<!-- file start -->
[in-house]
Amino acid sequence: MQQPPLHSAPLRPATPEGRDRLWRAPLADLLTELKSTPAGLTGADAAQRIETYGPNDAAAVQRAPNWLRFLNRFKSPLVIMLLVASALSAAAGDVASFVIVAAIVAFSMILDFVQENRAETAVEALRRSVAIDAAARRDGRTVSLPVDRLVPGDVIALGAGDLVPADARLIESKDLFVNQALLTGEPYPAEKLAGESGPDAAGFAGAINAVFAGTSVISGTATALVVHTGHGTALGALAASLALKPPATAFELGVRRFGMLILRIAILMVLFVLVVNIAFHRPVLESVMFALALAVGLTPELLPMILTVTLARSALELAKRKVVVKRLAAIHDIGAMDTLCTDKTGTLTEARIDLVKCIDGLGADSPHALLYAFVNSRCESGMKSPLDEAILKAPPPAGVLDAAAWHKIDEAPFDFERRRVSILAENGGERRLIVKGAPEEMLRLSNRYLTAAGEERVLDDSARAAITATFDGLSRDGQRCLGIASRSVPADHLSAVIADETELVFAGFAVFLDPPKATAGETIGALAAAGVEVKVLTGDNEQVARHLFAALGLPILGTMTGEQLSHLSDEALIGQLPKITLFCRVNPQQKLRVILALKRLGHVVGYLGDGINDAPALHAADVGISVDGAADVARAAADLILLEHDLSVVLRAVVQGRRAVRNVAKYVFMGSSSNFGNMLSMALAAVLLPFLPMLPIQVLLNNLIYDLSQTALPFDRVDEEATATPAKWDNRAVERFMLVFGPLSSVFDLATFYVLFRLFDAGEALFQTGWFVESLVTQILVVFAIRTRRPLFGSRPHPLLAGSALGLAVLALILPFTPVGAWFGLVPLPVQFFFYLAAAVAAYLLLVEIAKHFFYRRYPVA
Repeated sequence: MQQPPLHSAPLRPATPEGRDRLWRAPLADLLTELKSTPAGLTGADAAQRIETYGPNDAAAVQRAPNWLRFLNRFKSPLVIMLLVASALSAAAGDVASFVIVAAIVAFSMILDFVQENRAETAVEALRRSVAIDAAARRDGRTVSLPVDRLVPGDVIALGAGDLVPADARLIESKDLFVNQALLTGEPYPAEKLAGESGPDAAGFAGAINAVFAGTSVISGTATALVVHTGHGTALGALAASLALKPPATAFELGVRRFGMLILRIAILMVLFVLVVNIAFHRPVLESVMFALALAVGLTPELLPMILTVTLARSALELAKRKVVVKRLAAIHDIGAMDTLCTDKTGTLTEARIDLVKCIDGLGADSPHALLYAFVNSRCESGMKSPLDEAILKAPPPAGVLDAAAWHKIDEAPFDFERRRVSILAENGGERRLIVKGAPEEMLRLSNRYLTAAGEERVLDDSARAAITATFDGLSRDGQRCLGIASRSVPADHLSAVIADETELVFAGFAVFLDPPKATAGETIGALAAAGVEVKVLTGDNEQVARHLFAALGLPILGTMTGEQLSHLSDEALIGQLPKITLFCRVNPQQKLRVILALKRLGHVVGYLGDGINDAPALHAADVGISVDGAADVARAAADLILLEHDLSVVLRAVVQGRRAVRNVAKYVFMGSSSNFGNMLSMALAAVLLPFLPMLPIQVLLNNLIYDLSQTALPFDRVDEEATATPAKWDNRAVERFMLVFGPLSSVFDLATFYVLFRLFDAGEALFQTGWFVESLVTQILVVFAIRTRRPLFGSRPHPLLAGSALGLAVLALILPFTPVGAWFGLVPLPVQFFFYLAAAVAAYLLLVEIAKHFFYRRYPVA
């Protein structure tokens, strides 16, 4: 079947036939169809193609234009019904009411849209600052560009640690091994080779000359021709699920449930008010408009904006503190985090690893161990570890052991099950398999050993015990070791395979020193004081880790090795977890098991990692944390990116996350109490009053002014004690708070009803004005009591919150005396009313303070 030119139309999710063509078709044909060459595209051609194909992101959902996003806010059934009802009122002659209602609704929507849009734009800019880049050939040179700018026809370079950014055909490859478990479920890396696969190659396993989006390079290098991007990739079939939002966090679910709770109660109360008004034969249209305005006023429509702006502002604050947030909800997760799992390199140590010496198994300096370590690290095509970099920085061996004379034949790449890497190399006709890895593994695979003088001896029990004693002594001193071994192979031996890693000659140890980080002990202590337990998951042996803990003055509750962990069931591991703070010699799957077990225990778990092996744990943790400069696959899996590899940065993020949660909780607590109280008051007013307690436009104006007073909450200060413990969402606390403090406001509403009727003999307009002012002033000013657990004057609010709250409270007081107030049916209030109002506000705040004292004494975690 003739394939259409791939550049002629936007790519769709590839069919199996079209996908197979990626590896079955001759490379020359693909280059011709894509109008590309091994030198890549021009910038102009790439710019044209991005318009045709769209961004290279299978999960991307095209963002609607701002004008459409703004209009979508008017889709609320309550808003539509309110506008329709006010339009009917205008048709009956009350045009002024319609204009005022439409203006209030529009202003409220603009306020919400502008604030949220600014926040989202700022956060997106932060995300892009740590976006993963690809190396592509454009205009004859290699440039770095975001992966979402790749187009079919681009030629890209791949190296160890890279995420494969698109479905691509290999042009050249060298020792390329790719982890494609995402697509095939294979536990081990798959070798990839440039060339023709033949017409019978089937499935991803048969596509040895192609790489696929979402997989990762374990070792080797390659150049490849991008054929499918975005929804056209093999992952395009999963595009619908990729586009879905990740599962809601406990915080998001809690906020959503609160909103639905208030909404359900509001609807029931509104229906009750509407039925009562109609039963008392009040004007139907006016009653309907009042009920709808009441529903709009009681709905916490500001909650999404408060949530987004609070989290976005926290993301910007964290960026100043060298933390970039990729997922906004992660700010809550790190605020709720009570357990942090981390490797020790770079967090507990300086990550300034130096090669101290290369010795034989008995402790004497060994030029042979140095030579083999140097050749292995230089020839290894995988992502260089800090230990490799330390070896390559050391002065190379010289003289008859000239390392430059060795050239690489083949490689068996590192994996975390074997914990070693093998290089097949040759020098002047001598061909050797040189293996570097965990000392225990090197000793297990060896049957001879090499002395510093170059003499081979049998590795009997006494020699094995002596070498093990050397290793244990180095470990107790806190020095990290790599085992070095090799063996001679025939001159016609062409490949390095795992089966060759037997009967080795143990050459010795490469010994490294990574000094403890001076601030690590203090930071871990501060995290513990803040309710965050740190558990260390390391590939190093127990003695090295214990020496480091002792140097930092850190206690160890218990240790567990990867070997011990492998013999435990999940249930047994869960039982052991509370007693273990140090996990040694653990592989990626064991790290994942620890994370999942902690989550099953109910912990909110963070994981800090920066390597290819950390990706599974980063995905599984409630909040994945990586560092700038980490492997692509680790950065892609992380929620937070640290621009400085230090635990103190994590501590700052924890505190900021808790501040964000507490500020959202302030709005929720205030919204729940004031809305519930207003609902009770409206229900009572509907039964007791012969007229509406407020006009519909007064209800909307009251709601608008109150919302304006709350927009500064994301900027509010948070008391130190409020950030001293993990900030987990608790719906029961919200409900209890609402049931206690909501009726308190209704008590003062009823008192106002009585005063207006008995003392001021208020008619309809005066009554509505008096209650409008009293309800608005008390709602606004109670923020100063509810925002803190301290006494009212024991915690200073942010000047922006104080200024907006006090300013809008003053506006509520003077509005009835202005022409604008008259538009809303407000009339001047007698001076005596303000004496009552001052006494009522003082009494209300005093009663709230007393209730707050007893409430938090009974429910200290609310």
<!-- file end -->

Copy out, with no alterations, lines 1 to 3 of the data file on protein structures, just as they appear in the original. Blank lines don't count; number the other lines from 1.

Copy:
[in-house]
Amino acid sequence: MQQPPLHSAPLRPATPEGRDRLWRAPLADLLTELKSTPAGLTGADAAQRIETYGPNDAAAVQRAPNWLRFLNRFKSPLVIMLLVASALSAAAGDVASFVIVAAIVAFSMILDFVQENRAETAVEALRRSVAIDAAARRDGRTVSLPVDRLVPGDVIALGAGDLVPADARLIESKDLFVNQALLTGEPYPAEKLAGESGPDAAGFAGAINAVFAGTSVISGTATALVVHTGHGTALGALAASLALKPPATAFELGVRRFGMLILRIAILMVLFVLVVNIAFHRPVLESVMFALALAVGLTPELLPMILTVTLARSALELAKRKVVVKRLAAIHDIGAMDTLCTDKTGTLTEARIDLVKCIDGLGADSPHALLYAFVNSRCESGMKSPLDEAILKAPPPAGVLDAAAWHKIDEAPFDFERRRVSILAENGGERRLIVKGAPEEMLRLSNRYLTAAGEERVLDDSARAAITATFDGLSRDGQRCLGIASRSVPADHLSAVIADETELVFAGFAVFLDPPKATAGETIGALAAAGVEVKVLTGDNEQVARHLFAALGLPILGTMTGEQLSHLSDEALIGQLPKITLFCRVNPQQKLRVILALKRLGHVVGYLGDGINDAPALHAADVGISVDGAADVARAAADLILLEHDLSVVLRAVVQGRRAVRNVAKYVFMGSSSNFGNMLSMALAAVLLPFLPMLPIQVLLNNLIYDLSQTALPFDRVDEEATATPAKWDNRAVERFMLVFGPLSSVFDLATFYVLFRLFDAGEALFQTGWFVESLVTQILVVFAIRTRRPLFGSRPHPLLAGSALGLAVLALILPFTPVGAWFGLVPLPVQFFFYLAAAVAAYLLLVEIAKHFFYRRYPVA
Repeated sequence: MQQPPLHSAPLRPATPEGRDRLWRAPLADLLTELKSTPAGLTGADAAQRIETYGPNDAAAVQRAPNWLRFLNRFKSPLVIMLLVASALSAAAGDVASFVIVAAIVAFSMILDFVQENRAETAVEALRRSVAIDAAARRDGRTVSLPVDRLVPGDVIALGAGDLVPADARLIESKDLFVNQALLTGEPYPAEKLAGESGPDAAGFAGAINAVFAGTSVISGTATALVVHTGHGTALGALAASLALKPPATAFELGVRRFGMLILRIAILMVLFVLVVNIAFHRPVLESVMFALALAVGLTPELLPMILTVTLARSALELAKRKVVVKRLAAIHDIGAMDTLCTDKTGTLTEARIDLVKCIDGLGADSPHALLYAFVNSRCESGMKSPLDEAILKAPPPAGVLDAAAWHKIDEAPFDFERRRVSILAENGGERRLIVKGAPEEMLRLSNRYLTAAGEERVLDDSARAAITATFDGLSRDGQRCLGIASRSVPADHLSAVIADETELVFAGFAVFLDPPKATAGETIGALAAAGVEVKVLTGDNEQVARHLFAALGLPILGTMTGEQLSHLSDEALIGQLPKITLFCRVNPQQKLRVILALKRLGHVVGYLGDGINDAPALHAADVGISVDGAADVARAAADLILLEHDLSVVLRAVVQGRRAVRNVAKYVFMGSSSNFGNMLSMALAAVLLPFLPMLPIQVLLNNLIYDLSQTALPFDRVDEEATATPAKWDNRAVERFMLVFGPLSSVFDLATFYVLFRLFDAGEALFQTGWFVESLVTQILVVFAIRTRRPLFGSRPHPLLAGSALGLAVLALILPFTPVGAWFGLVPLPVQFFFYLAAAVAAYLLLVEIAKHFFYRRYPVA